While the Israel Folau case plays out in the national media, some Port Macquarie locals have been watching it carefully - aware it may go beyond rugby union - and have broader implications for their own lives.
Long-term Lake Cathie resident Suzanne Cooper is not happy with how Israel Folau has been treated.
"The Folau case makes me really, really angry," Ms Cooper said.
"It makes me feel angry because our forefathers wrote the constitution based on Christian principles and we all enjoy the benefits of that now and yet he is being maligned because he is speaking out about his Christian faith."
The committed Catholic believes Folau has been "discriminated against" because of his religion.
One of the biggest names in rugby union, Folau was banned from the sport on May 17 by Rugby Australia for sharing a post on his Instagram account warning hell awaits for "homosexuals, fornicators, drunks and atheists".
Ms Cooper does not believe the post is offensive.
According to her, it is a mere expression of his religion.
She highlights homosexuals were not the only group targeted in the post.
The broader issue for Ms Cooper goes beyond Folau.
"I am concerned about future generations being unable to publicly proclaim their faith," she said.
"It will become like Malaysia where you can't proselytize or you will get arrested, there is freedom of worship but there is not freedom of religion."
Port Macquarie Coastside pastor Mark Minturn is also concerned.
He described Folau's comments as "isolating, unlikeable and graceless" but defended his right to speak them.
"Despite Israel Folau's comments being deemed offensive, when we shut down the right for people to express their personal beliefs we shut down the right of all Australians to have an individual voice," Mr Minturn said.
Gay community feeling it
President of diversity group Pride in Port, Richard Sheargold, has little sympathy for those concerned about religious freedom.
He argues social media posts like Folau's can have a devastating impact on a young person struggling with their sexuality.
"It may be a flippant remark for them but for some people it is the difference between life and death," Mr Sheargold said.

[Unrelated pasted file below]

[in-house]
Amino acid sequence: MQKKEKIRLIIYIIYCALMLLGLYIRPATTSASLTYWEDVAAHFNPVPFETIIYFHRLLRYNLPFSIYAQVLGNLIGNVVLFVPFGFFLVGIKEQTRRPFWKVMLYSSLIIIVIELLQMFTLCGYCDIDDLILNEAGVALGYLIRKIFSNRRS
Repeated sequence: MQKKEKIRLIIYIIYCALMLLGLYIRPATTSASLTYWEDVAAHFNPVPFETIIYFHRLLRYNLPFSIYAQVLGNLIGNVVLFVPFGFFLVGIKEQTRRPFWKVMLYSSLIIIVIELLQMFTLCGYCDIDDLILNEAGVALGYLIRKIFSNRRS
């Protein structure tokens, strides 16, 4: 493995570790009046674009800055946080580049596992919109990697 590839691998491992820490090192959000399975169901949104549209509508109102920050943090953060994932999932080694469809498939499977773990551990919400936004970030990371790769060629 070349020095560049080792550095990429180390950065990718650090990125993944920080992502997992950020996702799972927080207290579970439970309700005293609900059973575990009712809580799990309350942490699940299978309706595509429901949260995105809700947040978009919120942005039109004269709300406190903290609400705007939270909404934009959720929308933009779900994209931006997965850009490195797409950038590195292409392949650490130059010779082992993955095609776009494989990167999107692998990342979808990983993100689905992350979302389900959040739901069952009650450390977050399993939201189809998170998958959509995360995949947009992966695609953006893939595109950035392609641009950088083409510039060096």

"The debate shouldn't be about the right to say it, but the cost of saying it."
He isn't shocked by the controversy.
"I have been on the receiving end of bigotry and hate. Several years ago I was attacked in a nightclub due to my homosexuality and was almost killed," Mr Sheargold said.
"We live in a culture built on a history of misunderstanding and inbred hatred towards the rainbow community."
And he is convinced Folau should be banned for life.
"What it boils down to is if I am at work and tell a customer 'your life is wrong and you're going to hell' then I get punished. As a public figure with a brand attached to you, you are always 'at work' when addressing the public and the outcome is the same as I would expect for anyone no matter how famous or popular they are," Mr Sheargold said.
"When you represent a brand it is like following a religion, you cannot pick the parts you want to follow and ignore the rest and still expect a holy ending."
Religious freedom under the microscope
At no time in Australia's history has religious freedom been so hotly contested.
Some commentators have identified faith as a sleeper issue in the May 18 federal election result.
Marginal seats with a high number of religious voters flocked to the Morrison Government attracted to the Prime Minister's demonstrative Christian faith.
During the election, the PM committed to introducing a religious discrimination bill borne out of Philip Ruddock's religious freedom review completed earlier this year.
The genesis of the review came in the wake of the same-sex marriage debate designed to placate those concerned that the change in law would erode their rights (for example the baker who refuses to make a cake for a same-sex wedding because of his religious belief).
Conservative MPs within the Coalition emboldened by the election result are now also calling for 'Folau's Law' which would exempt religious beliefs from employment contracts and could afford legal protection to views like those expressed by Folau.
For the record Attorney-General Christian Porter has ruled it out but a religious freedom bill is expected to be debated in parliament by July.